When you dump toxic waste into water, this is an example of a time when you pollute the water.
- to make unclean, impure, or corrupt; defile; dirty
- to contaminate (water, air, etc.) with harmful chemicals, waste material, etc.
Origin of polluteMiddle English poluten ; from Classical Latin pollutus, past participle of polluere, to pollute ; from an unverified form por-, for per-, intensive + -luere, to soil ; from Indo-European base an unverified form leu-, dirt from source Classical Greek lyma, dirt
transitive verbpol·lut·ed, pol·lut·ing, pol·lutes
- To make unfit for or harmful to living things, especially by the addition of waste matter. See Synonyms at contaminate.
- To make less suitable for an activity, especially by the introduction of unwanted factors: The stadium lights polluted the sky around the observatory.
- To render impure or morally harmful; corrupt: felt that the minds of young people were hopelessly polluted by television ads.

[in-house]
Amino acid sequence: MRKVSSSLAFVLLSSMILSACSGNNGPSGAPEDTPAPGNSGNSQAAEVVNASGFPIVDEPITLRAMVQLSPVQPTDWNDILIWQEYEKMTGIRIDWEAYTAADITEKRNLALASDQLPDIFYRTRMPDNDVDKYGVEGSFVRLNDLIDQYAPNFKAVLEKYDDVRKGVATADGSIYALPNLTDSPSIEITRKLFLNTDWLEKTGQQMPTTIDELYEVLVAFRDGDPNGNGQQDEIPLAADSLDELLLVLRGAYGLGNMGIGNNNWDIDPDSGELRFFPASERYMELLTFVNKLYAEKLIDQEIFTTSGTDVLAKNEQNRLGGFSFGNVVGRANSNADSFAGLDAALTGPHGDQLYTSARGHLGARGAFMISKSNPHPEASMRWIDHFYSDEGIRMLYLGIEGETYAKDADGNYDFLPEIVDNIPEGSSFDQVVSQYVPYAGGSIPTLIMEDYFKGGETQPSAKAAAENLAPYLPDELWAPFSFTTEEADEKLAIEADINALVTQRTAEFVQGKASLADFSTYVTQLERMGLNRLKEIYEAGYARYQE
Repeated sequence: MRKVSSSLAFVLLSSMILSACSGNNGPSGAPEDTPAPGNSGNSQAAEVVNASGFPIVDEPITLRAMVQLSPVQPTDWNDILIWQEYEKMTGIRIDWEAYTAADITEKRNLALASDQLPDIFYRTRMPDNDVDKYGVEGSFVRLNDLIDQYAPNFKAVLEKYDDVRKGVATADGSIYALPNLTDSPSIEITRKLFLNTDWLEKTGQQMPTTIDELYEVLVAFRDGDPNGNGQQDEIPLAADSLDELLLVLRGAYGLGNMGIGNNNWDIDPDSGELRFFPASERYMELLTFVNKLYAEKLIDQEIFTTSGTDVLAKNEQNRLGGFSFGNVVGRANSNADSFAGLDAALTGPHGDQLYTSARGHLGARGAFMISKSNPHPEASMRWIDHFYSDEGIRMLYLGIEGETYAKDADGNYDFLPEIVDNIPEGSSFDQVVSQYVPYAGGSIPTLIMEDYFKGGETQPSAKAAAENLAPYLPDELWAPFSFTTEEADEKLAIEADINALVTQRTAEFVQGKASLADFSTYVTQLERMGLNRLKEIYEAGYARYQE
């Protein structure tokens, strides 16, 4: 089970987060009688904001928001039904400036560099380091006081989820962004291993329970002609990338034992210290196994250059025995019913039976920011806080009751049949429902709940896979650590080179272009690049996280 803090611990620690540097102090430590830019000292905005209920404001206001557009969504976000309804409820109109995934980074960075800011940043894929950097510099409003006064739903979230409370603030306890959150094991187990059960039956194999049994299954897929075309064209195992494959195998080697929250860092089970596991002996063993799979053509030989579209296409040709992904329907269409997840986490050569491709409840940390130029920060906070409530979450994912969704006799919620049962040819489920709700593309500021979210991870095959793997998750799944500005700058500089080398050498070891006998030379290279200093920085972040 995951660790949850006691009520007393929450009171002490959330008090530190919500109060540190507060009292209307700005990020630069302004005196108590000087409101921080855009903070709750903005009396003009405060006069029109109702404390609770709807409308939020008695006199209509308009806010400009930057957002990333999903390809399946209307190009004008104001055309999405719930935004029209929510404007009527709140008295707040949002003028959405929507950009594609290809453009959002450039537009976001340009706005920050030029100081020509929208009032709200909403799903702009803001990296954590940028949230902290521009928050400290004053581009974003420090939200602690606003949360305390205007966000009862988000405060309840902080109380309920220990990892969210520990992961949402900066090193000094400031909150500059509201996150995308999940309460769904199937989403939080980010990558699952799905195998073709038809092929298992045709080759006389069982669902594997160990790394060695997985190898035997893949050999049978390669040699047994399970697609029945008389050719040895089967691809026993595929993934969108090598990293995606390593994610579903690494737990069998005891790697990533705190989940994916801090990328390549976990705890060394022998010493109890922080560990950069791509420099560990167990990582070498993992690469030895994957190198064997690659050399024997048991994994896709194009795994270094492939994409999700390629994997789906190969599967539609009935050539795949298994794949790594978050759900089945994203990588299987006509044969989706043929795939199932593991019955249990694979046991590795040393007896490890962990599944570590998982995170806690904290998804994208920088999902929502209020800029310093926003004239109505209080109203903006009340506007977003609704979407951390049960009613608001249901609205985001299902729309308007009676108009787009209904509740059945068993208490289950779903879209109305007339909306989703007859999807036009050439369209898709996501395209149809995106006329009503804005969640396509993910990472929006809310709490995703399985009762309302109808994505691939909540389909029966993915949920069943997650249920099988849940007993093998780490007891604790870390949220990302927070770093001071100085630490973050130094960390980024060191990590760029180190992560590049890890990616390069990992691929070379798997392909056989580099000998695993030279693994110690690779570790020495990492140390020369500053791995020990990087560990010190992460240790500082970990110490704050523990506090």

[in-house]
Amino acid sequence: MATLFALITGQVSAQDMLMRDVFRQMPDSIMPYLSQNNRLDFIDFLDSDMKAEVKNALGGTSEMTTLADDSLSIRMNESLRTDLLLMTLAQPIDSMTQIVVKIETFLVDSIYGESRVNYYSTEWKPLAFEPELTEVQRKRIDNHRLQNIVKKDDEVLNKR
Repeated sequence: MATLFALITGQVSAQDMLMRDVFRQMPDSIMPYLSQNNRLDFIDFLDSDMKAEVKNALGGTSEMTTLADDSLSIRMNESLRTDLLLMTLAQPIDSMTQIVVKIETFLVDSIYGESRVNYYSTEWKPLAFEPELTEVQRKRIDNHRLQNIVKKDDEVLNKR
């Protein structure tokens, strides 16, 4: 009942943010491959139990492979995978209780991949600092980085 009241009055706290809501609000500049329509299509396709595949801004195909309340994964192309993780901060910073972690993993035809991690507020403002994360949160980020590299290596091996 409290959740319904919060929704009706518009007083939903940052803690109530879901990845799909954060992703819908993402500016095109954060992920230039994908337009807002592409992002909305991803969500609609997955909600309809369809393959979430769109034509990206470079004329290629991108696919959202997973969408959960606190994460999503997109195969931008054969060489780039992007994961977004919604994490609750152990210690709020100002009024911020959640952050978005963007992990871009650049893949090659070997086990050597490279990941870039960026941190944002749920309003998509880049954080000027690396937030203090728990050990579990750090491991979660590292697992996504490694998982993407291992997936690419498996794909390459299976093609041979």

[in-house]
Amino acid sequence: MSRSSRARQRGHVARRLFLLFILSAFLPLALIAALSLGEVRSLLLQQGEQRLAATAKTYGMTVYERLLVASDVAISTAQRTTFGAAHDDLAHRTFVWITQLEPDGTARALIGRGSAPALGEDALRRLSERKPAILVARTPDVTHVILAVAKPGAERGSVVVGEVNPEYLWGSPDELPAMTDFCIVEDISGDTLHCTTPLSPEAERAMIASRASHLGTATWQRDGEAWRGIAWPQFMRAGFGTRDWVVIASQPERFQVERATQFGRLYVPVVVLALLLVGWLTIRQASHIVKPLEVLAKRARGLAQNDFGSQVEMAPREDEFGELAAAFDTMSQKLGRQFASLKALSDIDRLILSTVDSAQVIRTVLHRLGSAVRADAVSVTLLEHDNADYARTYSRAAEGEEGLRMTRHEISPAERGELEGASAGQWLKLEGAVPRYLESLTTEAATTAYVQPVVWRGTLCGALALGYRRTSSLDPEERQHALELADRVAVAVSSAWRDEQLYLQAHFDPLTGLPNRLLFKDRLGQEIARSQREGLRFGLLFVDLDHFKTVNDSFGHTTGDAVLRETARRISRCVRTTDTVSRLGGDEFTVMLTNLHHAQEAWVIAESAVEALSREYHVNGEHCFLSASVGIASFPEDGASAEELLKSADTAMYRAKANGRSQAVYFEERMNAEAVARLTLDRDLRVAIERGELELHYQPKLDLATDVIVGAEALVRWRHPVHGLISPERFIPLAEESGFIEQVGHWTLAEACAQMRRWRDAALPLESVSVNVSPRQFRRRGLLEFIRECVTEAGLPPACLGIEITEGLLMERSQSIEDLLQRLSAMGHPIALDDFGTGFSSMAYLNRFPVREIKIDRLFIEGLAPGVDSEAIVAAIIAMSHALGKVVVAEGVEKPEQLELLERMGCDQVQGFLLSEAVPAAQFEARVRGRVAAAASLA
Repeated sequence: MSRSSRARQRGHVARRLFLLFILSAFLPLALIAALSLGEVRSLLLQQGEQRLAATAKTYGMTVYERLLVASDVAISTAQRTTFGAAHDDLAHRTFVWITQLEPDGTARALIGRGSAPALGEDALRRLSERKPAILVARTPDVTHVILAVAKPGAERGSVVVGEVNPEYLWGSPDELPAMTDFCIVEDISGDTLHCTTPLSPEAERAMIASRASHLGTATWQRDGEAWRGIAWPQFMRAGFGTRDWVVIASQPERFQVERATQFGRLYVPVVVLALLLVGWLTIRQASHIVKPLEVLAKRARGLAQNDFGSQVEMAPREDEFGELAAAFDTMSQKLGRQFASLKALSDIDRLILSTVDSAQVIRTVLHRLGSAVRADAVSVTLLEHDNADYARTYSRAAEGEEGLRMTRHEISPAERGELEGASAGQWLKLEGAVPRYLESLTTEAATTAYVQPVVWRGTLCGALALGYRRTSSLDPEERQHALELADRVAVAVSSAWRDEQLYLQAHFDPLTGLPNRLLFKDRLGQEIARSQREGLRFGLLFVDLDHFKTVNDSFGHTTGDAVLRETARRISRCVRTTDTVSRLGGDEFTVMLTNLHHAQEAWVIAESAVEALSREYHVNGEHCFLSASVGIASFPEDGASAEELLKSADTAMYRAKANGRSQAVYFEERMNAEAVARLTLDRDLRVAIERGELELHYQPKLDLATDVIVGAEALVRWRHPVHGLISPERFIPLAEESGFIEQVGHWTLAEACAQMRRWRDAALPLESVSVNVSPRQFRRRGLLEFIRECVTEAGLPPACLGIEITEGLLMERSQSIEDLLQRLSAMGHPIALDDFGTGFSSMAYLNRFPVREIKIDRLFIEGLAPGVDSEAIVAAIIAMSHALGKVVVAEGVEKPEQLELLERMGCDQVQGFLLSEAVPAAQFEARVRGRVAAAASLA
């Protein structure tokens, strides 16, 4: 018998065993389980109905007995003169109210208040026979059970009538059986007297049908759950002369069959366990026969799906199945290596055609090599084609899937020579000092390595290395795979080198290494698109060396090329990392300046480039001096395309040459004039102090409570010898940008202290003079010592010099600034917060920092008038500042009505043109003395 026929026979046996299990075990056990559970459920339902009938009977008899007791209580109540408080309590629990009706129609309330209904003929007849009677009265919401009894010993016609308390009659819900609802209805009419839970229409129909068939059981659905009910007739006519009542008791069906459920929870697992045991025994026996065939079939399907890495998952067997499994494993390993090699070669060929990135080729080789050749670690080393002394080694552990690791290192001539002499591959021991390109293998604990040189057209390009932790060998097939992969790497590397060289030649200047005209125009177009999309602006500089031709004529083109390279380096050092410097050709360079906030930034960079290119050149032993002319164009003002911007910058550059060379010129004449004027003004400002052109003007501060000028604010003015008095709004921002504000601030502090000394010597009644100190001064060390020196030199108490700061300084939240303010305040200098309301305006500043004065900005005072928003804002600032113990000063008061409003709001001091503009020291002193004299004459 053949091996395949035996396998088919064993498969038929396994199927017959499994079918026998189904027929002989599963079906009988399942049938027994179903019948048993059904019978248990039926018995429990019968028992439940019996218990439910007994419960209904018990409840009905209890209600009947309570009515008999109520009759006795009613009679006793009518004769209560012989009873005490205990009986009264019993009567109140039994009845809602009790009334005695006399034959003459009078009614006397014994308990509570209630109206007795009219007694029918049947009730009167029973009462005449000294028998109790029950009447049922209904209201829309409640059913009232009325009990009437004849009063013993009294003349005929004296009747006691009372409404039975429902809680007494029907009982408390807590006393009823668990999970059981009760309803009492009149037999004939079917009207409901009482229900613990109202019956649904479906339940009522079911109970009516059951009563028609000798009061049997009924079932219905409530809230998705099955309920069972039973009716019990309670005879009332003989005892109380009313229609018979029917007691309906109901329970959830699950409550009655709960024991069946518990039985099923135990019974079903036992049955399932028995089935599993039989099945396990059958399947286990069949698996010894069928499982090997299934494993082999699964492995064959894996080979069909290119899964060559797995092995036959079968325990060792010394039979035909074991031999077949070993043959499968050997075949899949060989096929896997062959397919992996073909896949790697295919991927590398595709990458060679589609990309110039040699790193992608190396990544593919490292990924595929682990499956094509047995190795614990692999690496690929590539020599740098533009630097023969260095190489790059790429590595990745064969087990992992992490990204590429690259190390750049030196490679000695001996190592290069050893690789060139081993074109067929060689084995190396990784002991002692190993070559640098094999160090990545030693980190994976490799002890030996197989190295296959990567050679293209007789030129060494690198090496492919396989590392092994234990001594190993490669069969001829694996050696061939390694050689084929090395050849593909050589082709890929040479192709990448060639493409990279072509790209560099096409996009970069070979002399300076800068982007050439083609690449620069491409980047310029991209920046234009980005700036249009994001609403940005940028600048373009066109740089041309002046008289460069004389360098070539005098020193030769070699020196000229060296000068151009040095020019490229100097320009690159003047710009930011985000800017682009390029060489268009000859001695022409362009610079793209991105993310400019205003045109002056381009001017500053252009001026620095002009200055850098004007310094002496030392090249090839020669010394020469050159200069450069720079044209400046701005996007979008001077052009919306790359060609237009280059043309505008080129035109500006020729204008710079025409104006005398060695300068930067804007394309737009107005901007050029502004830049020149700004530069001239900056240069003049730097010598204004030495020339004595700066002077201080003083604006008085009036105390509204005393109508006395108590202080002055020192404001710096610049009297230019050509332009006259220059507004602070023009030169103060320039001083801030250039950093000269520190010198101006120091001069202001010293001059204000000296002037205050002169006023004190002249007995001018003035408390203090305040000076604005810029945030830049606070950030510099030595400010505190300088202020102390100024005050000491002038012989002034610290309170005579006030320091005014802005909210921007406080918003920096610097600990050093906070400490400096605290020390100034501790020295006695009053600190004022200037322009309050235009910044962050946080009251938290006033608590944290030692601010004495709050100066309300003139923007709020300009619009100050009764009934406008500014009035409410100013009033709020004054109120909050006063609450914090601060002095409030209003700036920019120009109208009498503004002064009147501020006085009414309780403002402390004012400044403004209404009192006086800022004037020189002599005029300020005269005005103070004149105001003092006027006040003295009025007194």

Origin of polluteMiddle English polluten, from Latin polluere, poll&umacron;t-.
(third-person singular simple present pollutes, present participle polluting, simple past and past participle polluted)
- To make something harmful, especially by the addition of some unwanted product.
- The factory polluted the river when it cleaned its tanks.
- To make something or somewhere less suitable for some activity, especially by the introduction of some unnatural factor.
- The lights from the stadium polluted the night sky, and we couldn't see the stars.
- (dated) To corrupt or profane
- To violate sexually; to debauch; to dishonour.
- (rare) Polluted.
From Middle English polluten, from Latin pollÅ«tum, from pollÅ«tus (“no longer virgin", "unchaste"), perfect passive participle of polluÅ (“soil", "defile", "dishonor").